He is certainly not arguing, as the World Bank chief, Jim Yong Kim, did recently, that inaction on climate change is “killing people”. The World Bank board has said it will no longer fund coal-fired power stations in developing countries, except in rare circumstances where there are no feasible alternatives.
Now a further twist in this tale is that like John Howard, Abbott himself has looked towards technological and scientific solutions. Howard provided exactly the sort of fuzzy logic that motivates Abbott:
Howard promised to introduce an emissions trading scheme if re-elected in 2007. Even so, he tells me he has never been convinced of the dangers of climate change. Oh, he knows the scientists' predictions are dire, but surely they can come up with a technological solution. "Technology has solved so many things," he says.
Anyway, can we believe the scientists? "I have an instinctive feeling that some of the claims about the planet warming are exaggerated." (Unbidden, an image comes into my mind of Menzies dismissing the risks of smoking.) (here)
So scientists can fix things, except scientists don't know what they're talking about ...
That's about on a par with the Abbott government saying they accept the importance of science, and then refusing to appoint a science minister, and instead appointing a gravel-voiced minister stuck in a wading pool and even then out of his depth ...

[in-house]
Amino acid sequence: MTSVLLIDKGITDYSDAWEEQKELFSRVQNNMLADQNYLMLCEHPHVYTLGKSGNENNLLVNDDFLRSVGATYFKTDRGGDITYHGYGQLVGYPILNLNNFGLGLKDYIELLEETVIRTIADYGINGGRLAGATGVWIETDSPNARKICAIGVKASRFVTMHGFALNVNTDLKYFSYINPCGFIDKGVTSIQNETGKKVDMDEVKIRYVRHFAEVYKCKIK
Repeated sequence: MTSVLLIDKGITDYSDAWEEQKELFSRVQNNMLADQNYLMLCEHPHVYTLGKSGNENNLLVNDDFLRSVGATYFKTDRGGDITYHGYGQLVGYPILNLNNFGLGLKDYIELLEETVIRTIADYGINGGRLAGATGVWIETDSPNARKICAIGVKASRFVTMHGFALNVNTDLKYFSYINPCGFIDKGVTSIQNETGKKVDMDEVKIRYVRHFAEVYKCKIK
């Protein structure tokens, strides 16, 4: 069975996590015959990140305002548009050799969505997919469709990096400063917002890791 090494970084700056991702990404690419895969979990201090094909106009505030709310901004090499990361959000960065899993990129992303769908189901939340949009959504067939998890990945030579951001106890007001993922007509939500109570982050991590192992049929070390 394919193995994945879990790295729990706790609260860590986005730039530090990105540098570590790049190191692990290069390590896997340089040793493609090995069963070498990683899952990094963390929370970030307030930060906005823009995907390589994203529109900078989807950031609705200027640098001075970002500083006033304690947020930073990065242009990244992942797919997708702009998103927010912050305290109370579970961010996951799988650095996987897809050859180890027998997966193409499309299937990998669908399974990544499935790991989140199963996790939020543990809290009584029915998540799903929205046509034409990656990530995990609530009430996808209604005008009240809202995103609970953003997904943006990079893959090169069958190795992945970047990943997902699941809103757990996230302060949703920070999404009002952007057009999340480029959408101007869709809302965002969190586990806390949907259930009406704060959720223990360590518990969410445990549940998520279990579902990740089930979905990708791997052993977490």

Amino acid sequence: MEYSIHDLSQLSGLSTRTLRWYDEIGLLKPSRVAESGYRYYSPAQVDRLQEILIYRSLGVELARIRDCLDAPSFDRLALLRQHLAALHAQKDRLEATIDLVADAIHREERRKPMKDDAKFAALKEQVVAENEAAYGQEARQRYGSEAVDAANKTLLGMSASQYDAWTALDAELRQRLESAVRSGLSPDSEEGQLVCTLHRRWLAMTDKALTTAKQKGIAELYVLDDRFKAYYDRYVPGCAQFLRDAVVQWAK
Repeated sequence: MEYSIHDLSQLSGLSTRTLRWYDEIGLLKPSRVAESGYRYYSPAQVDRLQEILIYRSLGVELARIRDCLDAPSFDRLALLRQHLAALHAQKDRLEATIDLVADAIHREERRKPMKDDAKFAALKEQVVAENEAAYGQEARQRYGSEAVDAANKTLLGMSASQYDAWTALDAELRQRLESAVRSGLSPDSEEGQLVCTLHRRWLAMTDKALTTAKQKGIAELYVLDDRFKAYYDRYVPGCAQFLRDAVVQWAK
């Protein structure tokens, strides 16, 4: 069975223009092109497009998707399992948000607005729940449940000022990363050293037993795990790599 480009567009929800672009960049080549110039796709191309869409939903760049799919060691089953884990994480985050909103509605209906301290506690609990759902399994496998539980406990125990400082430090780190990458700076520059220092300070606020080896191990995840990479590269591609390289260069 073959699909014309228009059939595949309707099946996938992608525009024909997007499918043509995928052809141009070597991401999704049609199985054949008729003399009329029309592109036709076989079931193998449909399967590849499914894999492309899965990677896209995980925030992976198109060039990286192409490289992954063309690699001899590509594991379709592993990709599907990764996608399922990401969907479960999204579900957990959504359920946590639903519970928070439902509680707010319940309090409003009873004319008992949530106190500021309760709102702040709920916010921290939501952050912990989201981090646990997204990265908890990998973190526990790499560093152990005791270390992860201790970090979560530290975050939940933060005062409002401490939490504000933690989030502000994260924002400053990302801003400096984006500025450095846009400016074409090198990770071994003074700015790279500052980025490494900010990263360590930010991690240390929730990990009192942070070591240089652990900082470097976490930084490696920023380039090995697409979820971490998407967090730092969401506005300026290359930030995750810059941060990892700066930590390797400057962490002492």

Or saying they understand the importance of a wired and technologically advanced clever country, and then sending out Malcolm Turnbull undercover to destroy the NBN.
Well for what it's worth, here's Allard on Abbott, and it's not just the greenies that got agitated:
...the remarks also produced gasps of incredulity among financial analysts. Markets have already let their views be known on coal's prospects - driving down prices by 60 per cent since their highs of 2011.
While the government has been dismantling climate-change mitigation policies, acting as boosters for the mining industry and wreaking havoc among renewable energy firms, investors worldwide have been flocking to clean energy companies.
As one writer observed, the investment banks now "sound like green NGOs".
Citigroup believes coal demand is in structural decline.
HSBC says traditional power plants will never see profitability "anything near" that of the past decade.
Deutsche Bank won't finance polluting industries.
"Australians have been sold the myth that the world has an insatiable and everlasting desire to buy our coal," says Kobad Bhavnagri, head of the Australian operation of Bloomberg New Energy finance.
"The reality is demand for coal in the developed world is declining, and the developing world is turning as fast as it can to other sources of power.
"At some stage coal is destined to become a low-value commodity, probably at a faster pace than many appreciate or are willing to admit.
"Meanwhile, Australia's policymakers are doubling down on tying the economy to a fuel source of the past."
And so on.
The pond has always thought that one of the weaknesses in certain strands of conservatism is the inherent incapacity to imagine alternate futures - that's the business of entrepreneurs - and it's a particular weakness when it comes to government.